For example, LG wanted to add DLNA (Digital Living Network Alliance) capabilities to their initial Windows Phone devices that would allow people to connect their phones to an LG TV. So they made a live tile with that built in. And users could easily access that functionality and they felt that was able to add value to their device.
Do you think that the fragmentation headaches that users and developers are experiencing with Google Android right now will eventually become an opportunity for Microsoft to grab market share?
Lees: Fragmentation is one issue. But there are other opportunities for us. We plan to build in a lot of core functionality into the software, so that users don't need to open a separate app for everything. For instance, other smartphones may have several apps for instant messaging, social networking, and photo sharing. But what we've done with Mango is integrate messaging from different applications together. So PC IM messaging is integrated with messaging on social-networking sites and that's integrated with SMS text messaging.
It's not just about the individual apps, but instead it's about what the overall experience is for the user.
People want to do some core things with their phones. They want to connect and communicate with friends, family, and people they work with. They want to access mobile apps so they can do things. And they want to harness the power of the Net, which is why we provide the full IE9 browser experience and Bing in the phone.
We know certain apps get very high usage on phones, such as the camera. In fact, it's the third most used app on a phone. But on other smartphone platforms, you have to get into the camera app, take a picture. And then open up Facebook to send it and tag it. And if someone comments on that picture, you have to go back into Facebook to check.
With Mango and Windows Phone it all just comes to you. You can take a picture and immediately tag and upload it. And then notifications are pushed to you right on your phone.
And if you don't want to see all those notifications, you can filter it or turn it off.
Microsoft has to innovate quickly to keep up in this competitive market. Mango is the second major update to the Windows Phone operating system since it was launched last September. Should we expect this pace to continue?
Lees: The pace at which we release updates is important. This is the second major one we've released in less than a year. Right now, we're talking about this release. But clearly we have a roadmap for others.
In general though for our strategy, we don't want to do lots of minor releases of features and software. In other words, we don't want the pace to be so quick that these updates become insignificant events. But this is a competitive market and we need to be quick with updates. So there's a balance to being timely and making sure that we don't overwhelm consumers and the ecosystem.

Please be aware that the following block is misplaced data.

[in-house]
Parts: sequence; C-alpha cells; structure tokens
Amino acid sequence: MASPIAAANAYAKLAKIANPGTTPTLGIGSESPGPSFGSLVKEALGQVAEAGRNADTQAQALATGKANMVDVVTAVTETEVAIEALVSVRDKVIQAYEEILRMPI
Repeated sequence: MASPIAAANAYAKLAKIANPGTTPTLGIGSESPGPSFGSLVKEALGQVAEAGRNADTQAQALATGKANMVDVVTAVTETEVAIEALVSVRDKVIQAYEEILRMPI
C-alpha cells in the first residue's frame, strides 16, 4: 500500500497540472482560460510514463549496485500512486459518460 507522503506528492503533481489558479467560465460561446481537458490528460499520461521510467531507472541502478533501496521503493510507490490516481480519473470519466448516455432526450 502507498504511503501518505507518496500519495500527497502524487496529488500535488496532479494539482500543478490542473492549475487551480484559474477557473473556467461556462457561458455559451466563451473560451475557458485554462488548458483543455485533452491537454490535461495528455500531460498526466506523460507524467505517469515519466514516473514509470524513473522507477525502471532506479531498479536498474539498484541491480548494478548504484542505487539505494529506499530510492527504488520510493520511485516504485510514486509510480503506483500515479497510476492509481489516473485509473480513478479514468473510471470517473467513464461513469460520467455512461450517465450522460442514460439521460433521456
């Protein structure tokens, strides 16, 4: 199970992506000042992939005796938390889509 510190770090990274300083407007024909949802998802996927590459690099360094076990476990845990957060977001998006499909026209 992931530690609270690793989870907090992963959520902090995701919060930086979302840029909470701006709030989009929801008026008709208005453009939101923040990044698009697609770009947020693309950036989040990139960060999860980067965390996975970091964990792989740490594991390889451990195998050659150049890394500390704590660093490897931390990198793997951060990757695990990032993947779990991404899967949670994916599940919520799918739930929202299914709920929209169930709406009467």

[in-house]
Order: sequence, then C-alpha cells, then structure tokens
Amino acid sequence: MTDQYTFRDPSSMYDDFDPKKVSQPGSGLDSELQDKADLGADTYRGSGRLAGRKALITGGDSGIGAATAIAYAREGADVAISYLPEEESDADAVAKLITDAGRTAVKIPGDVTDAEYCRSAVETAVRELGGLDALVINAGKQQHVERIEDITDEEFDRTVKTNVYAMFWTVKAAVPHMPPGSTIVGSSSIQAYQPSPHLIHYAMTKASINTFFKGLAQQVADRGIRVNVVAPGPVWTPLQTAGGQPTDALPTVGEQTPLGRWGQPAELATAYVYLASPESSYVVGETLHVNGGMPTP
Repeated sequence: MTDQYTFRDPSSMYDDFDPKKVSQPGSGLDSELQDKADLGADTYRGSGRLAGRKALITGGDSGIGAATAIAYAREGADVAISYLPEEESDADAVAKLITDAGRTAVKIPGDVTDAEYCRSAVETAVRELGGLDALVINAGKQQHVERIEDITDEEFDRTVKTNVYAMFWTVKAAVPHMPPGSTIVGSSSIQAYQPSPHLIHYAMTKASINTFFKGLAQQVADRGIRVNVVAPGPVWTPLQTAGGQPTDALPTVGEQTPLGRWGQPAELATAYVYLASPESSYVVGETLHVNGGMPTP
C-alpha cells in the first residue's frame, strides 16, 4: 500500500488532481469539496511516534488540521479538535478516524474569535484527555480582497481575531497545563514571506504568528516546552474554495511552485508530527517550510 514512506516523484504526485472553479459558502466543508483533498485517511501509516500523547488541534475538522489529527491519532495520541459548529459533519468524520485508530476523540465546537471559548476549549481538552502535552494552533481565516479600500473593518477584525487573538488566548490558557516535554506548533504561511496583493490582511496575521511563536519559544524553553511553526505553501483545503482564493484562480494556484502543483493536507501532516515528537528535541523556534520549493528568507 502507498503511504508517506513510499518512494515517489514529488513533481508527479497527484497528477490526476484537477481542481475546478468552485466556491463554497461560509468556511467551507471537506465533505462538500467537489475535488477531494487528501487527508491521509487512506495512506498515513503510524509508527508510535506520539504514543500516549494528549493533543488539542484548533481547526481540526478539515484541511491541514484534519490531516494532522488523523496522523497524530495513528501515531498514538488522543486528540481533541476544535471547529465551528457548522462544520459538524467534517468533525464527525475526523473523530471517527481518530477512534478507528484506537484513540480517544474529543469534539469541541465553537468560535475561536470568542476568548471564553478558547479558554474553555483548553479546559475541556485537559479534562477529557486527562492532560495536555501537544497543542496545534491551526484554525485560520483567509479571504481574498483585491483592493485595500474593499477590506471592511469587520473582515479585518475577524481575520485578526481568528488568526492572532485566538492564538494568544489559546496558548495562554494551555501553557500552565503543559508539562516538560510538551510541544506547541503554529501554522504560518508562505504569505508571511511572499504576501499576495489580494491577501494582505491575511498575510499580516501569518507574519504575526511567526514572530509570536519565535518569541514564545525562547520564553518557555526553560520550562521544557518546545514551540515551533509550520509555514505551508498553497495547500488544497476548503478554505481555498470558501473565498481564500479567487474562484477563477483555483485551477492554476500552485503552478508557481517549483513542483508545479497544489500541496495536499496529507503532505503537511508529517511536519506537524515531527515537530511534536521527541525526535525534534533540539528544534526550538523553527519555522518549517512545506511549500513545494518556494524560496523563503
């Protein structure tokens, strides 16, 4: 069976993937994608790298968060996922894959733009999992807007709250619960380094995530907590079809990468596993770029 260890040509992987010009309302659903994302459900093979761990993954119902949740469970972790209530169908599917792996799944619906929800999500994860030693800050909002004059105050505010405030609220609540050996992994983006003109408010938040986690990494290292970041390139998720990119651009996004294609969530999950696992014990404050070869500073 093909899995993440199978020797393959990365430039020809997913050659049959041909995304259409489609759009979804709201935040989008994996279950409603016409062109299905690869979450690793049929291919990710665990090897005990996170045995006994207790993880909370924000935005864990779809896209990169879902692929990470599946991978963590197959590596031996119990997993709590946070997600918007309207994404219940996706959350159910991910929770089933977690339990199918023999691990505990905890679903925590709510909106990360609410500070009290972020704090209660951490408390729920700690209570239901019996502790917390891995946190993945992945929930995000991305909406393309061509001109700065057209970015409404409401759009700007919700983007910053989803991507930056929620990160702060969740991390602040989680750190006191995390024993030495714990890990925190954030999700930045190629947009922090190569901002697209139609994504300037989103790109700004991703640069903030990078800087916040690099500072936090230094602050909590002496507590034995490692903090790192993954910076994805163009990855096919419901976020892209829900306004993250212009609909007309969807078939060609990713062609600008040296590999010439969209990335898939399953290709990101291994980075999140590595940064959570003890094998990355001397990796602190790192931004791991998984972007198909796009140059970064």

When Microsoft and Nokia first announced their partnership, I wondered if device partners, such as HTC or LG would balk. I figured they would assume that Nokia might get special treatment. Now that it's been a few months, how have these partners reacted?
Lees: Our OEMs want a vibrant ecosystem and the bigger that ecosystem gets, the better it is for them. Nokia helps us add scale. They sell about 40 percent of the world's cell phones worldwide. So that offers a big distribution channel for Windows Phone devices.
So the reaction since the announcement from our partners has been very positive. In fact, I think it gave them the confidence to accelerate some of their plans, because it increases the potential of the overall ecosystem. And we'll start to see this with Mango. So I've been very happy with the reaction of our partners.
How do you feel about the relationship Microsoft has with its developers?
Lees: Well, we've gone from zero apps when we launched the platform last year to 18,000 unique apps today. That's the fastest ramp of any new platform ever in the mobile space. Why were we able to do this so quickly? The platform and the tools we offer to developers are rich. Developers also know how the program works based on work for the Xbox and desktop apps. And as a result they can develop apps quickly for multiple platforms.
So we feel good about where we are with developers. And the new tools for developing for Mango are out today.
We also haven't focused app development on volume but on quality and the types of apps we think people will want. For example, 40 percent of the apps people use regularly are games. And we allow developers to work with Xbox, so we have developers creating games not just for Windows Phone, but for the Xbox console and PC. That's a really good value proposition for developers. And that's why I think the ecosystem has accelerated.
Where would you like Microsoft Windows Phone to be in relation to the competition by the end of this year?
Lees: So you're asking me what I'd like for Christmas? Well, the most important thing for us is to build phones that people love. Having something in the market that people really like, is very important. I'd also like to see strong support from a vibrant ecosystem. Sales are important, but they are a trailing indicator. These things always take a little time to ramp up. And if you look at the unit volumes already, we are ahead of where we should be compared to the competition. We know we need to eventually overtake other folks, and we need products people love and a vibrant ecosystem to do that.
Do you need to unseat Apple or Google or even both of them to be successful in this market?
Lees: We want to compete vigorously. And we plan to take market share from competitors.